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Saturday, November 12, 2011

Transphobia: How do you victimize yourself?

When most of us think about transphobia we generally think of the most obvious form such as when we are physically assaulted, denied access to services, harassed, denied employment or educational opportunities. Almost of all of us have experienced this to some degree, myself included.

Then there is the more insidious form, institutionalized transphobia. Institutionalized transphobia happens when you are denied access to a public restroom for example. When you go to the ladies room, you go into a stall with the door closed and sit down. Nobody knows whether you are pre op, post op, non op or intersexed. When confronted, the person who accuses you makes a judgement on your physical appearance on whether you are male or female without regard to your physical sex and your expression of gender identity. This is based on the institution that men use one rest room and women another. I've heard some activists refer to this as "gender apartheid" I for one, don't want to share a restroom with a man, I'm not in favor of unisex bathrooms unless they are SRO's (single room only).
I experienced this one personally once in a major department store and it was very humiliating.

Another example of institutionalized transphobia that I experienced as a result of this episode happened when I was sharing the example with a female friend who is very supportive. She said, "Well what if a mother with her 7 year old daughter had been going in while you were in there? "She might be afraid for the safety of her daughter." My friend didn't recognize that she had internalized a fear based on fear and bigotry; much of society fears us because if we are transgendered, then we must pose a threat as a potential sex offender. Ouch. That really hurt and when I pointed this out to her, she was immediately apologetic. She recognized that her statement was based on a bigoted stereotype that is in fact not true, but that is how deeply ingrained institutional transphobia can be. It was stated without any real thoughtfulness involved.

Overt and institutionalized transphobia can be confronted, but because internalized transphobia has become rooted in our subconscious, it is much more difficult to overcome.

Consider the following statement:

             "If there is no shame in being a woman, why should I be ashamed of wanting to become a woman?"

I think this captures the deepest most damaging aspect of internalized transphobia. It is the guilt and shame we experience for merely being transgendered that is the worst. Of course, this wouldn't have happened without the presence of transphobia or institutionalized transphobia, but the reality for people of a (ahem) a certain age, things were so much worse that we can easily see the changes for the positive and how rapidly things are beginning to get better. Make no mistake, we are still seriously discriminated against and we are not able to go about our lives without being vigilant for our safety in certain places. We do not enjoy the same access to health care as other people do. That has been getting better. Every insurance company I work with as a mental health professional (with exception of my own (COVENTRY, ADMINISTERED BY SOUTHERN HEALTH AND THE MENTAL HEALTH MANAGEMENT GROUP MHNET), cover mental health services and most of them to the best of my knowledge are paying for hormones, blood work, physician visits, and preventive care such as mammography based on what my patients report to me.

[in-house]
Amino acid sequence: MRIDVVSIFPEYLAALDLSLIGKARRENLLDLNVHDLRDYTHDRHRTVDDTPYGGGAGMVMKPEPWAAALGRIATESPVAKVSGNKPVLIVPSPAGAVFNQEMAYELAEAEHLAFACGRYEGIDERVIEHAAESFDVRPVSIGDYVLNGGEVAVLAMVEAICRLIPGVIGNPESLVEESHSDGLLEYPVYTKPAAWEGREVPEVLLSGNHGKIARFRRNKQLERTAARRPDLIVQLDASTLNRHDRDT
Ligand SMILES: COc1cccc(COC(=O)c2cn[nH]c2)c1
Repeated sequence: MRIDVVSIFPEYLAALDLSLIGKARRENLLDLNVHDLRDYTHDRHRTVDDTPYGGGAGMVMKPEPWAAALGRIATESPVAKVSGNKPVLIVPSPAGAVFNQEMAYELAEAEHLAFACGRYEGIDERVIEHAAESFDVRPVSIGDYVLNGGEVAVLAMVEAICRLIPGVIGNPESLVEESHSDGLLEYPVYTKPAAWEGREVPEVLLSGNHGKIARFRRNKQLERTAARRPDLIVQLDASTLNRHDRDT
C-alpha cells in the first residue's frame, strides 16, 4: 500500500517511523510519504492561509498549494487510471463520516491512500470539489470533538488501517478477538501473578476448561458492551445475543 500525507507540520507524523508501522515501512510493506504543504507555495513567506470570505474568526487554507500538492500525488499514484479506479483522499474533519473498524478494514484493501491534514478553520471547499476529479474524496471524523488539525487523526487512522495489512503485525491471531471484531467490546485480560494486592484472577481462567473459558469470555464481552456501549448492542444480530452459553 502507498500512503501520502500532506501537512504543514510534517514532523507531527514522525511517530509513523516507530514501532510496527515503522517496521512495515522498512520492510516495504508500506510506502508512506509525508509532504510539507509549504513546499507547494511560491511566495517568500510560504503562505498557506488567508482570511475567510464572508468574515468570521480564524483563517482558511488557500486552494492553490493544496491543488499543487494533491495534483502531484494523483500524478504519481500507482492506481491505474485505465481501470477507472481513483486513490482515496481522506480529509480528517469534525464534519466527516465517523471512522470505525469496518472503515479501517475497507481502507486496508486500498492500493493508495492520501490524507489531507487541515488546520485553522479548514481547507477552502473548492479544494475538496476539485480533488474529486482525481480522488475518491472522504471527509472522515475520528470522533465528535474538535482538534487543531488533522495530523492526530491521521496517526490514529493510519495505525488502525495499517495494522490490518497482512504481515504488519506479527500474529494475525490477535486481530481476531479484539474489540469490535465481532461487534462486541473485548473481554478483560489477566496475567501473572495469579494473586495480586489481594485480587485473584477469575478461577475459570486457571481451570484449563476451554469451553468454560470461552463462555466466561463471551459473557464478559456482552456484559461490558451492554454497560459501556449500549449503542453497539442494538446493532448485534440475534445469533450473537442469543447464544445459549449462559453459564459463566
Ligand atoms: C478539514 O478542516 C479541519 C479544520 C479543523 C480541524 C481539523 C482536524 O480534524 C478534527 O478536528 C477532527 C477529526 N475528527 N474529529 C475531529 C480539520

I do not fear every moment I am out living my life publicly. I fly, get passed through TSA, rent cars, get hotel rooms, shop, use dressing rooms and have only had one negative restroom experience. I have a church that not only is welcoming but wants me as an active member of their community to meet my spiritual needs. I am able to go to the grocery store, do my banking, get my oil changed and all those little mundane things that make a normal life normal, the things cisgendered people don't think twice about. These are all good things, but the National Center for Transgender Equality and their executive director, Mara Keisling, work tirelessly to advance our civil rights and we owe a lot of gratitude to  NCTE and Mara, as I do, that things are improving. We have a long way to go. The results of their recent survey documenting how far we have to go show how hard life is for many of us and even more so if we are a person of color.

One of the most important things we must do, is examine the ways we handicap ourselves. Do we allow ourselves to live with guilt and shame? Do we tell ourselves that no one will treat us with dignity and respect, so we avoid living our lives publicly and hide away living a lonely life? Do we get involved in service work to the larger community we live in and make a difference, for the good it does us spiritually and to be an example to the community that we are regular people going about our daily business leading normal lives? Do we take risks in going after opportunities presented to us or do we avoid them because we "know" it won't turn out well. We have to challenge all those self defeating thoughts and actions that are based on transphobia. Even when you think you have rid yourself of all of these negative thoughts and actions that are self nullifying, you might just still be hanging on to something that is holding you back.

Just for today, I'd like to challenge you to take some time and look at what transphobic thoughts and beliefs that you have about yourself and remove those obstacles from becoming the best you that you can be!


  1. This was really great, Sherri! I don't really consider the source of most of the negativity I see (sometimes far too frequently). I'm going to have to do a little more reflecting the next time something like that comes up. <3

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